“The Emerald Light In The Air”
I’m not of this world.
The Emerald Light In The Air is a collection of short stories written by Donald Antrim that were originally published in the New Yorker Magazine. If you’ve never read Antrim’s work before (and, even if you have), it’s helpful to know a few things about him because his stories often mirror parts of his life.
Born in 1958, Antrim was raised in the south by an alcoholic seamstress mother and a father (a scholar of TS Eliot) who married and divorced twice. Moved from place to place, Antrim’s childhood was anything but idealic although boarding school and college (he graduated from Brown) paved the way to a writing career.
Antrim has published three novels: Elect Mr. Robinson for a Better World, The Hundred Brothers, and The Verificationist, along with a personal memoir: The Afterlife. Through the years, Antrim has dealt with his own mental health issues which culminated in two separate psychiatric hospital stays in which he submitted himself to electroconvulsive therapy to treat his depression.
In 2013, Antrim was awarded the MacArthur Fellowship (a $625,000 grant paid over 5 years), a prestigious award given to those who show “extraordinary originality and dedication in their creative pursuits and a marked capacity for self-direction.” Clearly, Antrim had made it but the road was bumpy.
Antrim’s work is not of the Donna Tartt, Jonathan Franzen, John Irving, and Jane Smiley fiction world where both characters and situations are real, troubled, and identifiable but more of the George Saunders and Don DeLillo contemporary postmodern fictional universe where the dark side of human nature emerges in a Kafkaesque way; that is to say a strange, dark, almost hopeless, comedic way. Except, where Saunders and DeLillo often use characters to address an issue or deliver a message about consumerism, culture, media, corporate responsibility, and government, Antrim focuses more on the internal strife of his characters. In other words, what’s going on inside their heads.
Antrim’s characters are deep; they tend to be troubled men in the arts who suffer from mental illness, drug abuse, or alcoholism. Socially awkward, driven by the moment, and fixated on the constant chatter within their heads, these men are eccentric and focused on imagery – how clothes, women, and social situations make them look and feel. But, it’s not all psychosis. Antrim also imposes humor and makes jabs at the social class in almost everything he writes which makes reading one of his stories that much more entertaining.
Seven short stories make up the collection of The Emerald Light in the Air beginning with An Actor Prepares, the story of a 46-year old unmarried professor of speech and drama at a small liberal arts college who is staging a production of A Midsummer’s Night Dream, Shakespeare’s popular play (which is helpful to know about before reading this short story). Fixated on the raw sexuality of youth, the protagonist, Reginald (Reg) Barry casts himself as one of the teenage lovers which makes the story a dark comedy on par with the play.
The older troubled man-younger woman is played out in three of the short stories in the collection – Pond, With Mud, He Knew, and Ever Since. The stories stand alone and are distinctly different but all three stories are about a middle-aged man suffering from depression or anxiety who can’t figure out what he really wants or loves except recognition.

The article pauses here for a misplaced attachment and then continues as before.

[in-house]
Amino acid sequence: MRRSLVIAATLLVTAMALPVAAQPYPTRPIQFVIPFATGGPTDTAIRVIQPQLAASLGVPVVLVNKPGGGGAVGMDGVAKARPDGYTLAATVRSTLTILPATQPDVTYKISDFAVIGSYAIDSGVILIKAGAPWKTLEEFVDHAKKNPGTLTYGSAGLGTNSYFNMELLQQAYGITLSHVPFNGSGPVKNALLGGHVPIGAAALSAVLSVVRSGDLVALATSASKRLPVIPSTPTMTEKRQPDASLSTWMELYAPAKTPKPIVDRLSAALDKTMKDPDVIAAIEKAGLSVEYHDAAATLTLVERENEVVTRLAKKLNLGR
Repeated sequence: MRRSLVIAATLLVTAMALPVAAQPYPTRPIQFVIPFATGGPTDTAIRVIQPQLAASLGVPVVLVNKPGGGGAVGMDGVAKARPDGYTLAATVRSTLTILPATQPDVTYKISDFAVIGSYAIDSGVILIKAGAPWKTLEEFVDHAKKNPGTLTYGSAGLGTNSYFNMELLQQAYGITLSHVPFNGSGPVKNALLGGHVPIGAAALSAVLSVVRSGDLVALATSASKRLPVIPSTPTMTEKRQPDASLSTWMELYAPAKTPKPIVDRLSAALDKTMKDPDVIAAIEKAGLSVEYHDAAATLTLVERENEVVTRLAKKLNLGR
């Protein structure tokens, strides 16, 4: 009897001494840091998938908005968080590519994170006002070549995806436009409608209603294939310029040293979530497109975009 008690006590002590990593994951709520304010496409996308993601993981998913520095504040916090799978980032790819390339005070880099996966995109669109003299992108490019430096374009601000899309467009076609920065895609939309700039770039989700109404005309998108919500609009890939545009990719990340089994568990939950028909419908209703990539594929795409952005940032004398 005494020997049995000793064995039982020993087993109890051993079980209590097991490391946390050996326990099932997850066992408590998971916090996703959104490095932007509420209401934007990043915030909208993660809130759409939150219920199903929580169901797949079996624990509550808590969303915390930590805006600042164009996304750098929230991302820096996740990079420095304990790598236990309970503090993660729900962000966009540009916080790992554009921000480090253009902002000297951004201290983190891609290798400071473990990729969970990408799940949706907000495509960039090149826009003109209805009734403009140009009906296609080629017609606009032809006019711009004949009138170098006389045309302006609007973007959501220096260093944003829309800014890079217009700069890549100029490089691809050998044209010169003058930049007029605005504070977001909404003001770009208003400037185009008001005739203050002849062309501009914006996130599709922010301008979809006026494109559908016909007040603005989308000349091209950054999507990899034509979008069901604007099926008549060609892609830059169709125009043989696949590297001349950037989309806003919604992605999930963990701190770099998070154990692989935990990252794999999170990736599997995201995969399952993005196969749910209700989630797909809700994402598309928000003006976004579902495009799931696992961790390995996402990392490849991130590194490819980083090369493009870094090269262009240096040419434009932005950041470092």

In two of the stories – Solace and Another Manhattan – the protagonist is still the troubled middle-aged man but within a dark relationship. In Solace, two very unhappy New Yorkers meet at a dinner party and eventually hook up realizing their common ground is the abusive homes they grew up in. Both struggling and living with roommates who are always home, Christopher and Jennifer are forced to use their friends’ apartments to play house and have sex. During the week they lead separate lives which works to conceal their true selves from each other.
The most hilarious story in the collection is Another Manhattan. Jim and Kate are married and not very happily. Jim is having an affair with Susan, his wife’s friend while Kate is having an affair with Susan’s husband, Elliot. Recently released from a psychiatric hospital and unemployed, Jim is on his way to meet Kate, along with Elliot and Susan for dinner when he decides he needs to buy flowers for Kate. What ensues is both outrageous, funny, and profoundly sad.
The last short story in the book and the one that leaves the reader with a message of hope is the story for which the collection was named: The Emerald Light in the Air. Billy French is a middle-aged sculptor and art teacher who has recently been released from a psychiatric hospital, after getting electroconvulsive therapy treatments to alleviate his suicidal tendencies. His parents recently died and his girlfriend left him to marry someone else. Depressed, he decides to take a drive to the dump to get rid of some old paintings and comic book collections but gets stuck on the road in a storm. As he tries to find his way back, Billy has a unique experience – or is it a dream – which gives the reader a sense of hope that maybe, just maybe Billy will be ok, as the last page is turned.
…could sense the weight of low pressure bearing down. An emerald light was in the air. The birds and other animals had gone quiet; the world was still, as it can be when bad weather is coming.” He was driving to the dump where he planned to throw out Julia’s paintings and his comic book collection that he found in the garage.